Tag Archive: biking

Speak up for Walking and Biking in Seattle’s 2018 City Budget!

We care about making every neighborhood in Seattle a great place to walk, bike, and live, but too many important projects are being delayed or watered down.

That’s why Seattle Neighborhood Greenways is leading the charge as part of a new transportation alliance Move All Seattle Sustainably (MASS)We’re calling on the Mayor and City Council to go beyond general statements of support for transportation and environmental issues, and act now to align our city budget with Seattle’s values.

Walking

Seattle Neighborhood Greenways, backed by the MASS alliance, has four main city budget priorities this year:

  1. Safer Intersections. Halt spending on adaptive signals, which prioritize cars over everyone else, until the technology can prioritize people walking and biking.
  2. Traffic Calming. Fund a Home Zone pilot project, using diverters and traffic calming to limit and slow traffic on residential streets, particularly in areas with no sidewalks.
  3. Basic Bike Network. Add additional funding to get people to and from the new Arena and into and through Uptown and South Lake Union.
  4. Equitable Street Parks. Restore funding to successful Pavement to Parks projects with an equity focus.

Act Now! button

Act now to ask City Council to support these priorities, and join us on Wednesday, October 24 at 2:00 pm at the Transportation Committee Budget Hearing. Public comment is at the end of the meeting, likely around 4:00 pm.

Get involved in Seattle Neighborhood Greenways by volunteering with us or donating to support our work.
ApuAdvocacyCropped

Thank you for your continued advocacy!

 clara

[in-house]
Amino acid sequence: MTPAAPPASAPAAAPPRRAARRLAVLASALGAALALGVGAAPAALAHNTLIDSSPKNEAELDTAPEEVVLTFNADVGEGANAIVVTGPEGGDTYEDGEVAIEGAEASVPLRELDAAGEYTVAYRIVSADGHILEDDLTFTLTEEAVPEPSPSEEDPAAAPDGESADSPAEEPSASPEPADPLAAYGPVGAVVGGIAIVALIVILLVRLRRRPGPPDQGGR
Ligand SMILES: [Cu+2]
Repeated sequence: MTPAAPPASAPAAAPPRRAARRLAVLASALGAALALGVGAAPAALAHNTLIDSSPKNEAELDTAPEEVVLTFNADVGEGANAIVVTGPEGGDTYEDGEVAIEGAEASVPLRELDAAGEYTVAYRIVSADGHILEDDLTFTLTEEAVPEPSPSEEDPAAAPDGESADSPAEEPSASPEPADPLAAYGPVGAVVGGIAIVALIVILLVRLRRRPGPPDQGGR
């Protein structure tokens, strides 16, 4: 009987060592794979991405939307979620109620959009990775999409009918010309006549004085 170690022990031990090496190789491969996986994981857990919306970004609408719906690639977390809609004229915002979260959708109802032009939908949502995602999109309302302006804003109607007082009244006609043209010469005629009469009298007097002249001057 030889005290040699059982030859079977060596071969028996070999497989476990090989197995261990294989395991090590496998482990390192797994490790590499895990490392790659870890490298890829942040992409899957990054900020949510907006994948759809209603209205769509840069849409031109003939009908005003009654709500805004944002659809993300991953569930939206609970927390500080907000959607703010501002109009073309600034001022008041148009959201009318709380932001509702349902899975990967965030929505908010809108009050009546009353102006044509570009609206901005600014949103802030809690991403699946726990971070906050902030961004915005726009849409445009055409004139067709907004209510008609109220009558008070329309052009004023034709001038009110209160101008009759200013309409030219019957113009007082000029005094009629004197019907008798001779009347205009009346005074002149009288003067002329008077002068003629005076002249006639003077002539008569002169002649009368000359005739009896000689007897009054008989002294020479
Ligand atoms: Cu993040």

Clara Cantor

(206) 681-5526
Community Organizer
Seattle Neighborhood Greenways

Website – Twitter – Facebook

Basic Bike Network Vote July 18!

Thanks to incredible community advocacy in support of the Basic Bike Network, we are on the cusp of a major win: the Seattle City Council Transportation Committee is considering legislation requiring the construction of three critical connections by the end of 2019, but we need your support!

Show up at noon on Wednesday, July 18, at Seattle City Hall, and ask the Council to vote for the #BasicBikeNetwork. We will have snacks and signs, or feel free to bring your own.

RSVP and learn more.

Can’t make it? Send an email voicing your support.

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What’s the Basic Bike Network? It’s a vision for a connected network of safe streets to bike on–not just disconnected pieces here and there.

BasicBikeNetworkMap2018

But the basic bike network has been delayed year after year, including a disappointing delay announced this March. We raised our voices, rallied in front of City Hall, and even took to the streets for Seattle’s first people-protected bike lane to make our message clear: We can’t wait any longer to make our city safer and more accessible.

And we are starting to be heard. You may have seen our message that, thanks to your advocacy, the city committed to protected bike lanes on the Pike/Pine Corridor without further delays. Help us keep the momentum going.
If this legislation passes, you and your loved ones will have safe, protected routes to bike into and through downtown Seattle from the north, south, and east (2nd Ave to Westlake, Dearborn, and Broadway) by the end of next year. Let’s make this happen.